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Apostolic Movement

The War in Ukraine – A Call for Dialogue

By: Dr. Bernd Biberger - Institute of Schoenstatt Priests

The news that Russia has attacked Ukraine has deeply concerned many of us. We have to realize that the order of peace in Europe has been shaken to its foundations. This war should not be seen in an isolated way, but in the context of other recent developments: the pandemic, the increasingly severe natural catastrophes, the widespread debate about a person’s new image and about the forms of human relationships in the Church and in society. Not only is one of the cornerstones of our human coexistence faltering, but the whole structure of the human community has been shaken to its very core. We are living in a time of deep upheaval. What can we learn from this for ourselves?

Coexistence requires readiness for dialogue

Peaceful coexistence presupposes that both sides are willing to engage in dialogue when different points of view are revealed. If one of the parties insists on its position and is not willing to reconsider it, or if it wants to impose its own interests at any cost, dialogue is not possible. Dialogue presupposes that I am fundamentally willing to question my own position and, if necessary, to change it. If there is no willingness to change from the very beginning or if one’s own position is grounded in stubbornness, dialogue cannot lead to a mutually agreed outcome. In a sense, dialogue requires a certain self-denial. If I enter into a dialogue only to convince the other person of my stance, but at the same time refuse from the start to consider a different standpoint, then I am essentially rendering the dialogue, which in itself should be fundamentally open, fruitless.

Dialogue requires trying to understand what motivates the other

Dialogue also presupposes a willingness to listen to each other. I listen to what the other person has to say, without interrupting. If I don’t understand something, I ask. I let the other person explain how he or she thinks. In doing so, I not only internalize the arguments, but I try to perceive what moves the other person: their experiences, their feelings, their history.

It is not uncommon for stances to be marked by one’s own immutable background, which is backed up by matter-of-fact arguments. If I do not take the other’s personal concerns seriously, I cannot understand his or her position. Dialoguing means not only listening to the other, but also trying to understand him.

In order to engage in dialogue, we must not make an immediate judgement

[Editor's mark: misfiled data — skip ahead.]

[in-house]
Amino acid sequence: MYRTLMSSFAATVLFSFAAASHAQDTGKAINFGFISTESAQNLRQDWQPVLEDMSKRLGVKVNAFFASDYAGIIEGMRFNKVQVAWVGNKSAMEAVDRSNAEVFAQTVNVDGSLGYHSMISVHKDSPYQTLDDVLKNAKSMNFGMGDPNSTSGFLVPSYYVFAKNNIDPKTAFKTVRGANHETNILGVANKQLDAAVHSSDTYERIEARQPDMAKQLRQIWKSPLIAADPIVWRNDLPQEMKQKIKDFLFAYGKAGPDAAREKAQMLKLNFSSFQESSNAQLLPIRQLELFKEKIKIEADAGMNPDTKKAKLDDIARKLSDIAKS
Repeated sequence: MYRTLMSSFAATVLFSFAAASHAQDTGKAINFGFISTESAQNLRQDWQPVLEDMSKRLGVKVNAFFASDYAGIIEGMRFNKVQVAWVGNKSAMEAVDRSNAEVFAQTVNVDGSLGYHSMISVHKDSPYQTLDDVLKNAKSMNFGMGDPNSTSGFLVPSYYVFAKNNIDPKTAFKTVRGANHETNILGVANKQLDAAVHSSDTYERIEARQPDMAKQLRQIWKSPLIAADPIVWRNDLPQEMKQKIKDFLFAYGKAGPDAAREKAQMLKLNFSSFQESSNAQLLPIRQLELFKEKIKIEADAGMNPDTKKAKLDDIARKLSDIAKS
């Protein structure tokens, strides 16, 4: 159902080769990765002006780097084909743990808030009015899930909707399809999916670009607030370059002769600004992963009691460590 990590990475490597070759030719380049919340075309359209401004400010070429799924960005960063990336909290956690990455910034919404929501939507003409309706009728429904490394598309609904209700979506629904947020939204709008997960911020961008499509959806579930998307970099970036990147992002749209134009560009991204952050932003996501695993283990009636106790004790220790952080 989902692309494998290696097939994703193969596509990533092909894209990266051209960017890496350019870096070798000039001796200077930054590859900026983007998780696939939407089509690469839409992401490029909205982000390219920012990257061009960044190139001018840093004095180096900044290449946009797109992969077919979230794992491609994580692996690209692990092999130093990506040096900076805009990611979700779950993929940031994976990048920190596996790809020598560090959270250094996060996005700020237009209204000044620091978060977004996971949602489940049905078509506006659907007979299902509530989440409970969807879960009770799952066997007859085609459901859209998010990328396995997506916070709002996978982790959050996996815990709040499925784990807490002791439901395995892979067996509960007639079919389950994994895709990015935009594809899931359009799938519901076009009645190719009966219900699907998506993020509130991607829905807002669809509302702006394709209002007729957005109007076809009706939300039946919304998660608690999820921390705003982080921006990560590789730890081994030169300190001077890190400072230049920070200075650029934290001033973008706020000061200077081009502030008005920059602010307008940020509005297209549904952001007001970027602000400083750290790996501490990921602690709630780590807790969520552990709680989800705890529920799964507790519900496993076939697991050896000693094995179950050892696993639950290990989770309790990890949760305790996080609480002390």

This means that I do not immediately judge what the other person is telling me, especially that I do not immediately condemn him/her from a moral point of view, but that I first take it all in. As soon as a judgment is made, at least certain considerations are ruled out. The firmer the judgment, the less chance there is of arriving at a common outcome. There is also the danger that I set myself up as a judge over the other person, but without taking into account that I am not without faults either.

At the same time, I have to give the other person the opportunity to understand me. This requires a certain openness on my part. If I do not tell the other person anything about myself or if I only reveal a portion of my position, I deprive him or her of the possibility of understanding me. If the parties do not understand each other, it will be difficult for them to reach an outcome that satisfies both of them.

Creating a climate of trust

The prerequisite for this openness is mutual trust. The weaker the trust, the less I will allow others to take a glance at my cards because I want to protect myself from being taken advantage of.

Mistrust means that I am not sure that the other person is being honest with me. But if one of the two parties is distrustful, it is also impossible for the other to be trusting. Therefore, for a real dialogue to take place, we first have to build trust in each other. The better we understand each other in a dialogue, the closer we will become.

What is unknown to us often makes us apprehensive. But if we understand the other better, the level of fear is reduced.

war - dialogue
Foto: Cathopic

The best form of dialogue: a three-way dialogue

From a Christian perspective, a dialogue should always be a three-way dialogue. It is not just two people talking to each other, but there is always a third person present: God. By having God as a third party, dialogue becomes a way of trying to discover together what God wants to say. If, on the other hand, we always retreat inwardly and close ourselves off from the other, we often close ourselves off from God as well. If we listen to each other openly, we will gradually hear God’s voice and recognize how he wants to guide us. Thus, when both parties understand dialogue as a way by which God can guide, they will become detached from themselves and open themselves to divine Providence.

It may be unexpected to speak of dialogue in view of the war in Ukraine. The war occurred because there was no real dialogue between the various parties, perhaps also because there was no real commitment to dialogue. However, if we are honest, we will recognize that similar processes also occur in political and ecclesiastical contexts in our society, even if conflicts arising from refusal to engage in dialogue are not carried out with weapons. Yet mutual rejection or even hostility can also be felt in these contexts. In this sense, the war in Ukraine is the symbolic tip of many conflicts we face today: over political decisions, over the vaccination debate, over the effective conservation of nature, over the Church’s path into the future. So, this war can be a reminder for us to break through unyielding factions and meet each other again and with greater openness.


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